By default (or with MacPlot), the command plots the result as shown below. You can obtain tabulated text output using Mac Table which can be pasted into Word and transformed into a table. Mac Tex gives a format suitable for direct inclusion in LaTeX. Mac Thtml creates and gives a html file.

If cpa is defined at sensors and cpb at DOFs, ii_mac uses the sensor configuration sens to observe the motion of cpb at sensors. If cpa is defined at DOFs and cpb at sensors, ii_mac calls fe_exp to expand cpb on all DOFs. For vectors defined at all DOFs, the MAC is a poor criterion and you should really use its mass weighted counter part.

This is an example of how to use of the MAC command

 [model,sens,ID,FEM]=demosdt('demopairmac');

 figure(1);clf;
 ii_mac(ID,FEM,'sens',sens,'mac paira plot')
 ii_mac(1,'mac paira table');

A few things you should know ...

The MAC measures the shape correlation without any reference to scaling of each vector (because of the denominator in (9.8)). This makes the MAC easy to use but also limits its applicability (since the modeshape scaling governs the influence of a given mode on the overall system response, a proper scaling is necessary when comparing the relative influence of different modes). In other terms, the MAC is not a norm (two vectors can be very correlated and yet different), so care must be taken in interpreting results.

As the MAC is insensitive to mode scaling, it can be used with identified normal mode residues. Thus for RealRes found with id_rc and cphi resulting from a FE analysis, ii_mac(RealRes(1:np,:)',cphi) directly gives a measure of the test/analysis correlation.

The main weakness of the MAC is linked to scaling of individual components in the correlation. A change in sensor calibration can significantly modify the MAC. If the natures of various sensors are different (velocity, acceleration, deformation, different calibration...) this can induce significant problems in interpretation.

The reference weighting in mechanics is energy. For incomplete measurements, kinetic energy can be approximated using a static condensation of the mass on the chosen sensors which can be computed using the MacM command.

MAC Auto[A,B][Plot,Table,Tex,Thtml]

Since the objective of the MAC is to estimate the correlation between various vectors, it is poor practice to have vectors known to be different be strongly correlated.

Strong correlation of physically different vectors is an indication of poor test design or poor choice of weighting. MacAutoA (B) compute the correlation of cpa (cpb) with itself. Off diagonal terms should be small (smaller than 0.1 is generally accepted as good practice).

On certain systems where the density of sensors is low on certain parts, cross-correlation levels with the mass weighted MAC can be much lower than for the non weighted MAC. In such cases, you should really prefer the mass weighted MAC for correlation.

This is an example of how to use of the MACAuto command

 [model,sens,ID,FEM]=demosdt('demopairmac');

 figure(1);clf;
 subplot(1,2,1);ii_mac(ID,FEM,'sens',sens,'mac autoa plot')
 subplot(1,2,2);ii_mac(ID,FEM,'sens',sens,'mac autob plot')

 ii_mac(1,'mac autoa table');ii_mac(1,'mac autob table');

MACCo [ ,M] [,ns]

The MACCo criterion is a what if analysis. It takes modes in cpa, cpb and computes the paired MAC or MAC-M with one sensor removed. The sensor removal leading to the best mean MAC for the paired modes is a direct indication of where the poorest correlation is found. The algorithm removes this first sensor then iteratively proceeds to remove ns other sensors (the default is 3). The MACCo command prints an output of the form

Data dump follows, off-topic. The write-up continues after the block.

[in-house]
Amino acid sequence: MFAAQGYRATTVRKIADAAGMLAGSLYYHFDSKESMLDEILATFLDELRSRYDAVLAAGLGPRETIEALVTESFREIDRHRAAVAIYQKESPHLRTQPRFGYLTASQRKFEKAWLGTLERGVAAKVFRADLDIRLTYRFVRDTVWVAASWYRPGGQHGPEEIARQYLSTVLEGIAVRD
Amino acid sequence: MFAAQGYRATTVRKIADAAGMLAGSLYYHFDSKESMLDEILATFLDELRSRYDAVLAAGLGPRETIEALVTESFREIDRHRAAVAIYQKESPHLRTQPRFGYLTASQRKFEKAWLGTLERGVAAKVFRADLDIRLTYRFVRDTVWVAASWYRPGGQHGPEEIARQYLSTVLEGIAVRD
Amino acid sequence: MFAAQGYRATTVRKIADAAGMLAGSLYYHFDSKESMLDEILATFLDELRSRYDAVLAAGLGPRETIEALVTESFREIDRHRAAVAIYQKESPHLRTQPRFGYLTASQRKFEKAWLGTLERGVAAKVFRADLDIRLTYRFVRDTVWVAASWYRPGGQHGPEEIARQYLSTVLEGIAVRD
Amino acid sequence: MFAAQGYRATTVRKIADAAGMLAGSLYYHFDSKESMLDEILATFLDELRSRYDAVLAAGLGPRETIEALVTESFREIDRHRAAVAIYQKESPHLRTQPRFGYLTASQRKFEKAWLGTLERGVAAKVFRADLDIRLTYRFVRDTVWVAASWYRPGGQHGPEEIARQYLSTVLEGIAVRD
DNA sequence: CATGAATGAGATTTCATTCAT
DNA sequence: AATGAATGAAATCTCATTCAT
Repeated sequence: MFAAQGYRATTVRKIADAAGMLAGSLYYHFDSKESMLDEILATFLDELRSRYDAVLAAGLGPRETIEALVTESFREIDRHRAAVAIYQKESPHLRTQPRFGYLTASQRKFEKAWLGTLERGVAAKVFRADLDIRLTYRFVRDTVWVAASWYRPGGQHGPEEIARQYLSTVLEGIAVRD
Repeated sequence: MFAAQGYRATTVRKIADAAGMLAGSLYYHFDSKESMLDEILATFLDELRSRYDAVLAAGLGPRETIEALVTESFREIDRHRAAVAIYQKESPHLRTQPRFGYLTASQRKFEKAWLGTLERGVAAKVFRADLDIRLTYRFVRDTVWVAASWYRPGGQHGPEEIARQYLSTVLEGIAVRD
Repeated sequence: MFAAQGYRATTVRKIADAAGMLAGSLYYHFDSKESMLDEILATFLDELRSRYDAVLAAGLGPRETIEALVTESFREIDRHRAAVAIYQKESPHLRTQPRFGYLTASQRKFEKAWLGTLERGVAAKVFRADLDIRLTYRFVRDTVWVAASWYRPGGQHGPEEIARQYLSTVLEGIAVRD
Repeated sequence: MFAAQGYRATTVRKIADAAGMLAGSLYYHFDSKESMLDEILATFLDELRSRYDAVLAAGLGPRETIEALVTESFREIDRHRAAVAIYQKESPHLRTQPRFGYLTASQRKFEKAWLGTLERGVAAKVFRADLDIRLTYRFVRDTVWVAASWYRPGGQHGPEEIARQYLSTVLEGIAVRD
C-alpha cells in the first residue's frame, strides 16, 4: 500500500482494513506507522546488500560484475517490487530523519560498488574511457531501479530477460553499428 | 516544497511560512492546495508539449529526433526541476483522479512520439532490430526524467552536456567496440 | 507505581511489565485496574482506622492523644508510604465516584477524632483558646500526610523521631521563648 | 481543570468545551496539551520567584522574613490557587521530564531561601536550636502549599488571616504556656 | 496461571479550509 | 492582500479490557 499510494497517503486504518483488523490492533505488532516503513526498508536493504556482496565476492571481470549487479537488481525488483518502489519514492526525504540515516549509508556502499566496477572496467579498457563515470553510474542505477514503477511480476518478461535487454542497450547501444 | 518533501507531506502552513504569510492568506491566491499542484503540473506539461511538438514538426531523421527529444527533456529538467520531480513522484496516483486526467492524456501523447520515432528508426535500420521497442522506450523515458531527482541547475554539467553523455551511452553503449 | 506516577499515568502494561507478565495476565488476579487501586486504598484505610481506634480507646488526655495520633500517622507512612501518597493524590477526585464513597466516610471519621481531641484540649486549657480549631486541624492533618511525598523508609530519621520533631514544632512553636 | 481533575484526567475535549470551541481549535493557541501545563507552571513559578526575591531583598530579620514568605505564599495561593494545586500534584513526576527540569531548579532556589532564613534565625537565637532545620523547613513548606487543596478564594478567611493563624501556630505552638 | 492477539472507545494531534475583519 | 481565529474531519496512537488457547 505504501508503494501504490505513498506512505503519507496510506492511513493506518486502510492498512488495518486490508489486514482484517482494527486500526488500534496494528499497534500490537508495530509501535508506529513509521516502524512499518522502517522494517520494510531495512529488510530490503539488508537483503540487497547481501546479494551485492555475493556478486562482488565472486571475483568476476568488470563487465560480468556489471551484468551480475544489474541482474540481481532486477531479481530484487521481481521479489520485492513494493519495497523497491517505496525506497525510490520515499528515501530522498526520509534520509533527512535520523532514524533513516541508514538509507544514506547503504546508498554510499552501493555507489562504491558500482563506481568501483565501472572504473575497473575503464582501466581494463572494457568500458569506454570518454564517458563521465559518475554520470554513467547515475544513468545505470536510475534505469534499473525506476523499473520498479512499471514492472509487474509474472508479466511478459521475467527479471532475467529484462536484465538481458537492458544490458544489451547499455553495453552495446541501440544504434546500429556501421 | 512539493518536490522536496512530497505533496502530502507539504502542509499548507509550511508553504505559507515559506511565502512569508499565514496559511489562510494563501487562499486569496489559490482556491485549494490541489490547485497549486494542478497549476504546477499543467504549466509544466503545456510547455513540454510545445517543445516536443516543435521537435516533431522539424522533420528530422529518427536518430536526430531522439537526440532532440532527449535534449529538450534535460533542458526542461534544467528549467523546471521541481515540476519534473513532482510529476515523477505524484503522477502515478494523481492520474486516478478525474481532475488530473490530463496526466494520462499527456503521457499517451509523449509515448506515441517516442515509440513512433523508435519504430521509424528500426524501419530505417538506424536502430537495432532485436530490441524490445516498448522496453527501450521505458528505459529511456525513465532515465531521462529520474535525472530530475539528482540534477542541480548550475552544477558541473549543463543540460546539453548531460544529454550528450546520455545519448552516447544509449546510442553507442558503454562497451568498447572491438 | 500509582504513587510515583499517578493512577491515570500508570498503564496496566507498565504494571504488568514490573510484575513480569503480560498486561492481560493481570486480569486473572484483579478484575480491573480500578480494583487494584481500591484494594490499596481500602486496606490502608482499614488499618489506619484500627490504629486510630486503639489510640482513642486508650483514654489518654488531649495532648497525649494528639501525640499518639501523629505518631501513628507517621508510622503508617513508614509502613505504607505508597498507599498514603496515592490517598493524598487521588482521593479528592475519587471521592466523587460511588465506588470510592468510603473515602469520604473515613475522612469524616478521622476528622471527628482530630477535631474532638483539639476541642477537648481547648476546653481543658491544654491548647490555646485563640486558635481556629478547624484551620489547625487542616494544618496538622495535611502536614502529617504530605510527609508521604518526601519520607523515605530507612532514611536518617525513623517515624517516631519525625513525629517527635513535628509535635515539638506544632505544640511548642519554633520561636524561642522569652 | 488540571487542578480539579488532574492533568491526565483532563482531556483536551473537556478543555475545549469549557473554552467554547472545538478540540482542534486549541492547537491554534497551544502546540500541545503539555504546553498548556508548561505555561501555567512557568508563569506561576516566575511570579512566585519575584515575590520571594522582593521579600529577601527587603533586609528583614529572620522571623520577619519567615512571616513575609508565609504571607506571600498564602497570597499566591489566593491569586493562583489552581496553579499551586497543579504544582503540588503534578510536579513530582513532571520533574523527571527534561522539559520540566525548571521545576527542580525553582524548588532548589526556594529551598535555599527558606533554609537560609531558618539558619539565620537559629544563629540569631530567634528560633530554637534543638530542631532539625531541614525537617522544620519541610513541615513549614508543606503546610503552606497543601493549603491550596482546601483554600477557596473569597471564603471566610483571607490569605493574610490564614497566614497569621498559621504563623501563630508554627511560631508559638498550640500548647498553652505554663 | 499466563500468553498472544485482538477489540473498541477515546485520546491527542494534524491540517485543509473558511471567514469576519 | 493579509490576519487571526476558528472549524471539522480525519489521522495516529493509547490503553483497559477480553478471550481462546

Test        1   2   3   4   5   6   7   8
    FEM        7   8  11  10  11  12  13  14
 Sensor Mean                                
    All   87 100  99  60  86  53 100  98 100
  1112z   88 100  99  59  90  62 100  98 100
  1301z   89 100  99  62  90  64 100  98 100
  1303z   90 100  98  66  90  66 100  98 100

where the indices for the vectors used in the pairing are shown first, the followed by the initial mean MAC and MAC associated to each pair. The following lines show the evolution of these quantities when sensors are removed. Here sensor 1112z has a strong negative impact on the MAC of test mode 5.

The sensor labels are replaced by sensor numbers if the sensor configuration sens is not declared.

This is an example of how to use of the MACCo command

 [model,sens,ID,FEM]=demosdt('demopairmac');
 ii_mac(ID,FEM,'sens',sens, ...
  'inda',[1:8], ... % Select test modes to pair
  'macco')

MAC [ ,M] Error [,Table,Tex,Thtml]

Computes the MAC (or MAC-M), does pairing and plots a summary combining the MAC value found for paired modes and the associated error on frequencies ((fb-fa)./fa). A typical call (see gartco for example) would be

 ii_mac('cpa',IIres.','cpb',md0,'sens',sens, ...
  'fa',IIpo,'fb',f0,'labela','Test','labelb','FEM', ...
  'mac error plot'); 

By default this command displays a plot similar to the one shown below where the diagonal of the paired MAC and the corresponding relative error on frequencies are shown. With the table option, ii_mac gives the result as a table in the MATLAB command window.

This is an example of how to use of the MACError command

 [model,sens,ID,FEM]=demosdt('demopairmac');
 ii_mac(ID,FEM,'sens',sens,'macerror plot')
 ii_mac(ID,FEM,'sens',sens,'macerror table')

Mac M ...


When cpa and cpb are defined at finite element DOFs, it is much more appropriate to use a mass weighted form of the MAC defined as

  MACMjk = 
|{φjA}T[M]{φkB}|2
|{φjA}T[M]{φjA}| |{φkB}T[M]{φkB}|
    (9.9)

When cpa and cpb are defined at sensors using a mass weighting is always a good idea. If vectors are defined as sensors, the problem is to define what the mass should be. The standard approach is to use the static condensation of the full order model mass on the sensor set. The way this reduced mass is computed in the SDT is discussed in the MC section below.

If cpa is defined at sensors and cpb at DOFs, ii_mac uses the sensor configuration sens to observe the motion of cpb at sensors. If cpa is defined at DOFs and cpb at sensors, ii_mac calls fe_exp to expand cpb on all DOFs.